Notice: This Summary Order May Not Be Cited As Precedential Authority, but May Be Called to the Attention of the Court in a Subsequent Stage of This Case, in a Related Case, or in Any Case for Purposes of Collateral Estoppel or Res Judicata. See Second Circuit Rule 0.23.mason Tenders Local Union 59; Mason Tenders Local Union 23and Joseph Giardina; Mason Tenders Local Union 46and Joseph Luciano, Plaintiffs-appellants, v. Laborers' International Union of North America and Stevehammond, Defendants-appellees, 101 F.3d 686 (2d Cir. 1996)Annotate this Case
APPEARING FOR APPELLANT LOCAL UNION 59: Peter Fleming Jr., Curtis Mallet-Prevost, Colt & Mosle, New York, NY
APPEARING FOR APPELLANT LOCAL UNIONS 23 and 46: David L. Lewis, Lewis & Fiore, New York, NY
APPEARING FOR APPELLEES: Richard N. Gilberg, Cohen, Weiss and Simon, New York, NY
Before LUMBARD, Van GRAAFEILAND, and LEVAL, Circuit Judges
This cause came on to be heard on the transcript of record from the United States District Court for the Southern District of New York and was argued by counsel.
ON CONSIDERATION WHEREOF, IT IS HEREBY ORDERED, ADJUDGED AND DECREED that the order of the District Court be and it hereby is AFFIRMED.
Plaintiffs-appellants Mason Tenders Union Locals 23, 46, and 59 ("the Locals") appeal an order of the district court, Southern District of New York (Sweet, J.), denying their motion for a preliminary injunction and granting a preliminary injunction in favor of defendants-appellees Laborers' International Union of North America (the "International") and Steve Hammond (collectively "LIUNA").1 This case arises out of the International's attempt to implement a reorganization plan consolidating ten local unions into two new locals; this action was proposed in part to ensure compliance with a government consent decree aimed at ending the presence of organized crime in union activity. Though this type of reorganization is authorized under the International's constitution, the appellant Locals claim that the consolidation was undertaken in bad faith by LIUNA and constitutes an unlawfully imposed trusteeship. Further, the Locals claim that the district court misapplied the preliminary injunction standard, and that they--not LIUNA--were entitled to preliminary relief. For substantially the reasons stated in Judge Sweet's thorough opinion, we affirm.
Judge Sweet correctly stated that " [t]he standard for granting a preliminary injunction in this circuit is (1) a showing of irreparable injury and (2) either (a) a likelihood of success on the merits or (b) sufficiently serious questions going to the merits to make them a fair ground for litigation and the balance of hardships tipping in favor of the movant." Mason Tenders Local Union 59 v. Laborers' International Union of North America, 1996 WL 223921 * 15 (S.D.N.Y.) (citing Blum v. Schlegel, 18 F.3d 1005, 1010 (2d Cir. 1994)) (emphasis added); see also International Bhd. of Teamsters v. Local 810, 19 F.3d 786, 793 (2d Cir. 1994). He went on to find that both sides had established irreparable harm, but that only LIUNA had demonstrated a likelihood of success on merits.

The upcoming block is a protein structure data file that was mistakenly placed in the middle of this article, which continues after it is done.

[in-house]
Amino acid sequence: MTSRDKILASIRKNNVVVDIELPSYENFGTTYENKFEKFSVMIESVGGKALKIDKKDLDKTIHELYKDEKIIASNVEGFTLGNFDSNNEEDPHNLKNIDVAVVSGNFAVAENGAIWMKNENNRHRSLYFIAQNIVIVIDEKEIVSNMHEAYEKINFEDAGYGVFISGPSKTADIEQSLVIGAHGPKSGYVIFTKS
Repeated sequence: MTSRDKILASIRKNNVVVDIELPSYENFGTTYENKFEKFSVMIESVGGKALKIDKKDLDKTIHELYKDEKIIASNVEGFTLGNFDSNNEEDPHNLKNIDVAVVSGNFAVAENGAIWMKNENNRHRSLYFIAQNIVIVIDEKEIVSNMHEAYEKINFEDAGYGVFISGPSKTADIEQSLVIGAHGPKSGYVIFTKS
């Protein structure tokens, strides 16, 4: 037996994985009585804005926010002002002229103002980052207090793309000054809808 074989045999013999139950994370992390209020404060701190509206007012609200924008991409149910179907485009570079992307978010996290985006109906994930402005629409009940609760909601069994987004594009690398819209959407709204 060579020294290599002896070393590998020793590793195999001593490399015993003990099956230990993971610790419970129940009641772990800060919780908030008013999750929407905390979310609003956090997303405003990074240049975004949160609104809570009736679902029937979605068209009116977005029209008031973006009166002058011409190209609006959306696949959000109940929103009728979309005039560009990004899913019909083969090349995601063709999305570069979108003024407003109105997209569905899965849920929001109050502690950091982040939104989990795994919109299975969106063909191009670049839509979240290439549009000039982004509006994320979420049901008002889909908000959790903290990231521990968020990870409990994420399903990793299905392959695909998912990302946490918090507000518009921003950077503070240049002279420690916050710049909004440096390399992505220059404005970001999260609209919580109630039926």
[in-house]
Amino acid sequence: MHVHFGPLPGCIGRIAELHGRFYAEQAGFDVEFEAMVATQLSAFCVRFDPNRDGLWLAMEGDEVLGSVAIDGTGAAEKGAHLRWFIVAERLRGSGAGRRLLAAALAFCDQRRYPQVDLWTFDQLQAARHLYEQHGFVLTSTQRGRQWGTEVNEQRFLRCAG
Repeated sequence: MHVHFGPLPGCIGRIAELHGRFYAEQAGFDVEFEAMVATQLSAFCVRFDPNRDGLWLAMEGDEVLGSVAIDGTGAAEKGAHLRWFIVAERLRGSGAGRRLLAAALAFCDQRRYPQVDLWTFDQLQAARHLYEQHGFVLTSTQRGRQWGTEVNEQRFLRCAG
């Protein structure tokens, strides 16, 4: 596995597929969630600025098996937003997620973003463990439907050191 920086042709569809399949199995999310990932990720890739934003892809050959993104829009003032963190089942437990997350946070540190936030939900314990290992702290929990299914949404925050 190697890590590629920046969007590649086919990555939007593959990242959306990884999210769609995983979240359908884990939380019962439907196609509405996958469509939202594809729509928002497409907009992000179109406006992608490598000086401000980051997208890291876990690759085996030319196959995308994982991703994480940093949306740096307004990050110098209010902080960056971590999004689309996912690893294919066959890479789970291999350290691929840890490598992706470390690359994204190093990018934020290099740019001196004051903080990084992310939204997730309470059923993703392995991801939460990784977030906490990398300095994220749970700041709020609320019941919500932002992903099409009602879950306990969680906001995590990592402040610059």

We agree with the Locals that Judge Sweet did not, after stating the above standard, expressly mention the second prong's "sufficiently serious questions" alternative. But we find this omission to be of no significance, because it is clear to us from Judge Sweet's 52-page opinion that he carefully considered all the Locals' contentions and found in them no sufficiently serious questions going to the merits that would establish a fair ground for litigation. Judge Sweet's findings were as follows: The reorganization plan was at least plausibly in the union members' best interests; individual members retained the right to appeal the reorganization at the International's annual convention; adequate notice and a hearing were provided in advance of the consolidation; the government believed the plan to be in the public interest because of its potential to reduce corruption; the Locals failed to establish bad faith on the part of LIUNA; and no trusteeship would exist because, in the long run, LIUNA would not have "continuing supervision" over the two new locals, see San Filippo v. United Bhd. of Carpenters and Joiners, 525 F.2d 508, 513 (2d Cir. 1979), except to the extent provided in the International's constitution.
We conclude that none of these findings was clearly erroneous. Thus, whether or not the balance of hardships tipped in the Locals' favor, it failed to demonstrate sufficiently serious questions to establish a fair ground for litigation. The Locals therefore did not meet the alternative standard in the second prong of our preliminary injunction test.
We also find no merit in the Locals' argument that LIUNA was not entitled to a preliminary injunction. We detect no error in Judge Sweet's conclusion that LIUNA established irreparable harm and a likelihood of success on the merits. The district court's order is therefore affirmed. The mandate shall issue forthwith.
On May 29, 1996, we granted the motion of Local 23 and Local 46 to consolidate their appeals with that of Local 59